Scotland’s economy saw its fastest growth since 2006, by 0.6% over the three months to the end of 2014, according to new Scottish Government statistics.
On an annual basis, the figures show that Scottish GDP also grew by 2.8% compared to the same quarter of the previous year.
Calendar year growth for 2014 was measured at 2.7%. Annually, this has resulted in growth of 17.6% based on the three months to 2013.
The rise has been mainly attributed to the country’s construction sector, which grew by 6.1% over the quarter. This is in addition to a 5.3% rise for the industry on the previous quarter.
The services sector, which accounted for almost three-quarters of the Scottish economy in 2012, remained flat with 0.0% growth in Q4 of 2014.
The statistics also show that, within this sector, Transport, Storage & Communication grew 2.4%. However this was offset by a 0.2% contraction in Business Services & Finance and a 4.0% fall in Other Services.
It is estimated that the strong growth in the sector in the previous quarter was as a result of a direct adjustment for Commonwealth Games ticket sales and revenue. Scotland’s chief statistician reported that “indirect economic effects of the Games will also have been reflected across the economy, and may have had a corresponding impact on this quarter’s growth rates.”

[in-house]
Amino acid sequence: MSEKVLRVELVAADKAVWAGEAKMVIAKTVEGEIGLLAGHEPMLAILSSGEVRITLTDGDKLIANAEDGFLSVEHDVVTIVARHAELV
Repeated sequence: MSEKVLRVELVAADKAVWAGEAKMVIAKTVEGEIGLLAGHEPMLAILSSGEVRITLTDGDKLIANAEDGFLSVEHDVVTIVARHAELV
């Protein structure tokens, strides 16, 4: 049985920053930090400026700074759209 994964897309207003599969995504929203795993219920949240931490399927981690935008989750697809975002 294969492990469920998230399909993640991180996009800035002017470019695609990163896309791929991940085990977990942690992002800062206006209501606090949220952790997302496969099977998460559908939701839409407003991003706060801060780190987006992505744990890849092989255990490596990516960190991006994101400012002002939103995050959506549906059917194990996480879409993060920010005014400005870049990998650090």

Elsewhere over the quarter, Production grew by 1.0%. Manufacturing saw 2.7% growth in Food, Beverages & Tobacco, and a 1.7% rise in Refined Petroleum, Chemical & Pharmaceutical Production. This was offset by a 2.0% contraction in Metals, Metal Products & Machinery and a 5.1% contraction in Computer, Electrical & Optical Products.
Deputy First Minister John Swinney said: “Scotland’s economy continues to show strength, growing 0.6 per cent in the final quarter of 2014, with growth of 2.7 per cent across 2014 as a whole – the fastest since 2006. The Scottish economy is now 2.3 per cent above the pre-recession peak.
“Growth in the latest quarter was driven by construction in particular, which rose by 6.1 per cent over the quarter. During 2014, the construction sector expanded by 13 per cent and the sector is also now performing above pre-recession levels. There was also encouraging growth in the production industries, expanding by 1 per cent over the quarter.”